(RxWiki News) What you don’t know about your breast density may affect your decision-making when it comes to breast cancer screenings like mammograms.
A new study, led by Deborah J. Rhodes, MD, a consultant in preventive medicine at the Mayo Clinic, found that women often did not understand what breast density is or why it matters.
Dr. Rhodes and team called for continued and improved educational efforts.
"The results of our study support the need for continued efforts to improve awareness of breast density and its implications on screening among women who are eligible for screening mammograms," Dr. Rhodes said in a press release.
Adam M. Brufsky, MD, PhD, a specialist in cancer treatment at the University of Pittsburgh Medical Center and the co-director of the Comprehensive Breast Cancer Center, told dailyRx News that "Both the [primary care provider] and the radiologist should educate women about breast density, since both physicians are involved in ordering and acting on breast screening modalities."
He added that new technology may make this less of an issue in the future.
Dr. Brufsky said that "the advent and adoption of tomosynthesis around the United States in the coming years may make ultrasound screening redundant for dense breasts in the future."
Currently, an ultrasound is used to follow up on mammograms that may show a tumor. Tomosynthesis provides a 3-D picture of the breast but is not yet widely available.
Breast density, as the term implies, indicates how dense breast tissue is when seen on a mammogram. Fatty tissue is more translucent, while fibroglandular tissue looks opaque, or dense.
Fibroglandular tissue includes the milk ducts and supporting structures of the breast. Neither type of tissue includes muscles.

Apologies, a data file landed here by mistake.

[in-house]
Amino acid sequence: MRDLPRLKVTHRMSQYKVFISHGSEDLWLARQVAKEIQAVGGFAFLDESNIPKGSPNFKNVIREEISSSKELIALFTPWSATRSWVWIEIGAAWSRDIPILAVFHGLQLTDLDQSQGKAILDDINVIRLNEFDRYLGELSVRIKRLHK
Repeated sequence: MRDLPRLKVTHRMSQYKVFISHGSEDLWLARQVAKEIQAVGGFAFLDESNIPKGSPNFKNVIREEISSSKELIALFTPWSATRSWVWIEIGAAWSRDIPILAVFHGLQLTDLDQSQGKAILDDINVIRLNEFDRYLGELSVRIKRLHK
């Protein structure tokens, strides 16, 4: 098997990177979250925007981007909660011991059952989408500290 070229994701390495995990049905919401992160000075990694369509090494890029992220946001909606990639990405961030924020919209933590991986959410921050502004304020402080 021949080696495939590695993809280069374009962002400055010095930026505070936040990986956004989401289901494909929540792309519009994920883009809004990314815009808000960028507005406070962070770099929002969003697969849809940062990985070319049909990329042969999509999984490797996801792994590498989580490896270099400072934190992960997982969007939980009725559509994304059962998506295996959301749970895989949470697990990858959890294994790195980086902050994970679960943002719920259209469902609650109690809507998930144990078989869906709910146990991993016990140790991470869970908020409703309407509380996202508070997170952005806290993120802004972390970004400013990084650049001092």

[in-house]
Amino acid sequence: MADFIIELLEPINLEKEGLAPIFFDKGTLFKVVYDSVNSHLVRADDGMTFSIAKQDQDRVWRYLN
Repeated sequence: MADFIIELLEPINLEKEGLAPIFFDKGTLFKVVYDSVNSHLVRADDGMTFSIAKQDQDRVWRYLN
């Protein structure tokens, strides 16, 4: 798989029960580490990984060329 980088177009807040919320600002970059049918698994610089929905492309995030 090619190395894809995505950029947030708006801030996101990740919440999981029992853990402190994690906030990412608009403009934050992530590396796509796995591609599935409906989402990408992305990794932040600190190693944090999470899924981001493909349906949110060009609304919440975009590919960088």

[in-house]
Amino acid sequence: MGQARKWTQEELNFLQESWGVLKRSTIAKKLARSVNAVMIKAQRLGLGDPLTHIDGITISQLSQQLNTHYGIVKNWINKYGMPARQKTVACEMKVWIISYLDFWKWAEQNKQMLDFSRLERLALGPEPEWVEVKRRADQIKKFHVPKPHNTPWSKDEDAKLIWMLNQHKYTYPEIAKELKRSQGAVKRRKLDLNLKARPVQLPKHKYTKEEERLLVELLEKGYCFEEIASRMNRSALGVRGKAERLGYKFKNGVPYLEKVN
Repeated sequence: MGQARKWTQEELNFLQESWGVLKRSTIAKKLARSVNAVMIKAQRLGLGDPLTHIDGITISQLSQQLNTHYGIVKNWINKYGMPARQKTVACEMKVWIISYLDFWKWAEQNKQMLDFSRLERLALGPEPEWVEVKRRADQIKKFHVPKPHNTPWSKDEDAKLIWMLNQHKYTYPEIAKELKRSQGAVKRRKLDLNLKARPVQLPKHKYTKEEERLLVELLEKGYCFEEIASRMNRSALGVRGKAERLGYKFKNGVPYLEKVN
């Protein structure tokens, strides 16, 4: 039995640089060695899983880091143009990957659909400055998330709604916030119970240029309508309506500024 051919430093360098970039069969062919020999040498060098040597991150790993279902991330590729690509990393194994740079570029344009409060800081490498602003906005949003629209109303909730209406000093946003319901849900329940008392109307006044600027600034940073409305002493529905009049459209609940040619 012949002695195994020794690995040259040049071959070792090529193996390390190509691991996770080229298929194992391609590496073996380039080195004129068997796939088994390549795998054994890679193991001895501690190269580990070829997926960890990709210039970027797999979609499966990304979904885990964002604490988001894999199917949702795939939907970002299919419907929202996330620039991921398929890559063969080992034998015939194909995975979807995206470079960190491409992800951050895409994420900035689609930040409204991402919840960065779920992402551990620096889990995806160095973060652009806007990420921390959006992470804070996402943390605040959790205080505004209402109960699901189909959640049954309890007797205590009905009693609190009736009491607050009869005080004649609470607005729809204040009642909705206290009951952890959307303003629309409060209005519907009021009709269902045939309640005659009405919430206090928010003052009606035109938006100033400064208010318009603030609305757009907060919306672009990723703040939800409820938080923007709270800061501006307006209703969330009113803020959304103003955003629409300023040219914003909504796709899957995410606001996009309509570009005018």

In a mammogram, fatty tissue tends to look darker, while dense breast tissue looks lighter or white.
Dense breast tissue can hide or mask cancers in the breast, according to Dr. Rhodes and team. It has also been found to increase the future risk of breast cancer.
Dense breasts are fairly common among US women. More than half of women younger than 50 have dense breasts, as do at least one third of older women, according to Dr. Rhodes and team.
Dense breast tissue can also cause false negative and false positive mammogram results.
Dr. Rhodes and colleagues surveyed over 2,000 women aged 40 to 74. Around 65 percent of the women returned the surveys.
These researchers found that 58 percent of the women had heard of breast density. Forty-nine percent knew that breast density may affect mammogram results and breast cancer detection. Fifty-three percent knew that breast density can be tied to an increased risk of breast cancer.
White women were more likely than other groups to be aware of issues related to breast density. Women with higher incomes and higher education also had higher levels of awareness.
Connecticut survey respondents were more likely to have discussed breast density with a health care professional than those from other states. Women from Connecticut were also more likely to know that dense breast tissue could mask breast cancer on a mammogram.
Connecticut passed legislation mandating education about breast density in 2009.
This study was published March 2 in the Journal of Clinical Oncology.
Funding for this study came from the Mayo Clinic Center for Individualized Medicine and the Mayo Foundation for Medical Education and Research. Conflict of interest disclosures were not available at the time of publication.